Also, we did not find differences in development over 15 months in total energy intake, intake of macronutrients, or fruit and vegetables between picky and non-picky children, but picky children seemed to have developed a lower intake of protein than non-picky children. Also, children being a little picky had developed a lower intake of starch (rice, pasta and potatoes) compared to non-picky children. To our knowledge other studies examining associations between pickiness and the development in diet intake over time are absent from the current literature [6], and we can therefore not directly compare our results to those of other similar studies. However, our findings are supported by one previous retrospective population-based cohort study showing no significant differences in total energy between picky and non-picky eaters at 14 month of age [26], but in disagreement with another cross sectional study that found a lower energy intake among picky than non-picky children [21]. Also, previous studies have found that picky children seems to have less variety in their diet, and that the diets of picky children often are low in fruit and vegetables and in protein-rich foods [5,6], which may compromise intake of certain nutrients [6]. These results are in support of our findings of development of lower protein and starch intakes among picky and little picky children after the 15 months of follow up. Also, despite not being significant, trends were generally in favor of developing a lower intake of fruit and vegetables and higher intake of added sugar among picky/little picky children compared to non-picky children. This indicates that compared to non-picky children, the picky children may develop diets with higher intake of refined products such as dried fruit, candy and sugar-sweet beverages and hence potentially a poorer micronutrients composition.

The strengths of our study include the prospective design and that height and weights were measured objectively by health consultants rather than being self-reported, which mitigates reporting bias. There are also a number of limitations to the study, such as a limited sample size, and the use of simple questions to measure pickiness rather than multi-item validated scales. Indeed, although the parents stated that they found their child to be picky, differences in how parents define pickiness may exist. This potential misclassification introduced using this more crude information may potentially have led to attenuation of our observed associations.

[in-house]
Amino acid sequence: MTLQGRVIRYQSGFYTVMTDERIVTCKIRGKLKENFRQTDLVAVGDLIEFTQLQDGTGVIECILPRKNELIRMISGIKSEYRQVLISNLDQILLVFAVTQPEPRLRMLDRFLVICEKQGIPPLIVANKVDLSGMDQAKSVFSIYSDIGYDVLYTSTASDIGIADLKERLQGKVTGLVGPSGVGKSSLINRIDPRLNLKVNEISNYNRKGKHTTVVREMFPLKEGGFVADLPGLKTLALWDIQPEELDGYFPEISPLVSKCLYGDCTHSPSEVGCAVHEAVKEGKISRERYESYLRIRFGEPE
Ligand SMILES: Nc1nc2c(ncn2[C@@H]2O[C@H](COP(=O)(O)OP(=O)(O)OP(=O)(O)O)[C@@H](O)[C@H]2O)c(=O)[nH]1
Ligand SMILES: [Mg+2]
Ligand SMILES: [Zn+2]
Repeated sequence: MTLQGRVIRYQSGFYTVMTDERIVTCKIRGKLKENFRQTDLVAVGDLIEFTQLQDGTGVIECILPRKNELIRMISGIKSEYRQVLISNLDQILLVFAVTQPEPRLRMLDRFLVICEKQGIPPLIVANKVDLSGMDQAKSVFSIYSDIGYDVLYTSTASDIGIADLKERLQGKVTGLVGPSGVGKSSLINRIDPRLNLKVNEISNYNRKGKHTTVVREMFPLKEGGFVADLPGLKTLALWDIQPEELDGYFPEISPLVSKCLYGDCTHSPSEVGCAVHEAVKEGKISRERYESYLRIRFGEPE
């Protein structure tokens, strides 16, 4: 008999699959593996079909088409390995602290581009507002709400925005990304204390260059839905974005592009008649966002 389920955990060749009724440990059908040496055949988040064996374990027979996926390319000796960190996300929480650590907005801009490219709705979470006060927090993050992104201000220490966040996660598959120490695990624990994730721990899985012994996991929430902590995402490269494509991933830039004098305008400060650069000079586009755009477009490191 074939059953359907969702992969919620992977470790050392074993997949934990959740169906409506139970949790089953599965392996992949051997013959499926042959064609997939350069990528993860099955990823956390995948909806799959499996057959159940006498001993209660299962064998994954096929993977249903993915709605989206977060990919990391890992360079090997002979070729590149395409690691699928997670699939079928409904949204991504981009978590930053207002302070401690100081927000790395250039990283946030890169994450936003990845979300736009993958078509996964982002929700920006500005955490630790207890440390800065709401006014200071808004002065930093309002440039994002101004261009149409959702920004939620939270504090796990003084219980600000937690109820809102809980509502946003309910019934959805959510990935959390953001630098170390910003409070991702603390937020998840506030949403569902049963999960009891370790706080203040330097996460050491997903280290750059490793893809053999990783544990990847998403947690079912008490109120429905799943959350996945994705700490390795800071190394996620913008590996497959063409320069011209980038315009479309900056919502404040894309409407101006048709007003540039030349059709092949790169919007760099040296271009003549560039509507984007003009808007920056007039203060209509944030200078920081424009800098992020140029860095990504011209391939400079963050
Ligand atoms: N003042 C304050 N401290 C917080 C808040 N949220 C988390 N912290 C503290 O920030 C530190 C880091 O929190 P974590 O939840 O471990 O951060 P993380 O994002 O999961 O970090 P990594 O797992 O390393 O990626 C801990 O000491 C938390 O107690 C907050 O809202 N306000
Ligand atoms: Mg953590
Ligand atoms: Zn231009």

The generalizability of the results is subject to some limitations. Our study population was composed of normal weight children that were all in the risk of becoming overweight later in life, based on three risk factors used as inclusion criteria in the “Healthy Start” study: a high birth weight (> 4,000 grams), maternal pre-pregnancy BMI > 28 kg/m2 and/or maternal educational level ≤ 10 years, and hence, our results may not apply to normal weight children without a predisposition to obesity. One could argue that picky eating in obesity-prone children might result in normal weight as opposed to underweight, for example, and be interpreted as no association. Also, the children participating were all Danish Caucasians and from a society with generally high affluence. Hence our results may not be generalized to children from less affluent societies or other cultures.

Our study is among the first to examine the nutritional consequences of pickiness over time among preschool children, and the results implies that even though no difference were observed in total energy intake between picky and non-picky children the diets that picky children develops may be of lower micronutrient quality than non-picky children, referring to a lower intake of fruit and vegetables and a higher intake of fat and added sugar, although further studies are needed to confirm our findings. Furthermore, studies that explore what potentially causes pickiness are needed. One research area of particular interest would be the atmosphere during the family meal, since mealtimes in general seem to be the setting with the greatest potential to influence diet intake of young children [1,3,19].

Conclusion

Overall our results suggest that among young Danish children pickiness may not be related to the development in BMI, but may influence the development in diet by leading to a lower protein intake. Thus, picky children may develop a lower diet quality than non-picky children. Our results should be generalized with caution only, because of the selected study population, and because further studies are needed to confirm these findings.

Supporting information

S1 File. Distribution of sex, pickiness status, group, maternal education, age, BMI z-score and total energy intake among completers and non-completers.

https://doi.org/10.1371/journal.pone.0172772.s001

(DOCX)

Acknowledgments

The authors would like to acknowledge The Danish Heart Foundation, TrygFonden, The Danish Medical Council and The Health Foundation for providing financial support for this study. The source of funding had no influence on the manuscript. We would also like to thank all of the participating families in the “Healthy Start” project.

Author Contributions

  1. Conceptualization: JFR MT BLH.
  2. Data curation: JFR NJO.
  3. Formal analysis: JFR.
  4. Funding acquisition: BLH JFR.
  5. Investigation: JFR MNH MS NJO MT ELM BLH.
  6. Methodology: JFR BLH NJO.
  7. Project administration: NJO BLH.
  8. Resources: BLH.
  9. Supervision: BLH ELM.
  10. Writing – original draft: JFR.
  11. Writing – review & editing: MNH MS NJO MT ELM BLH.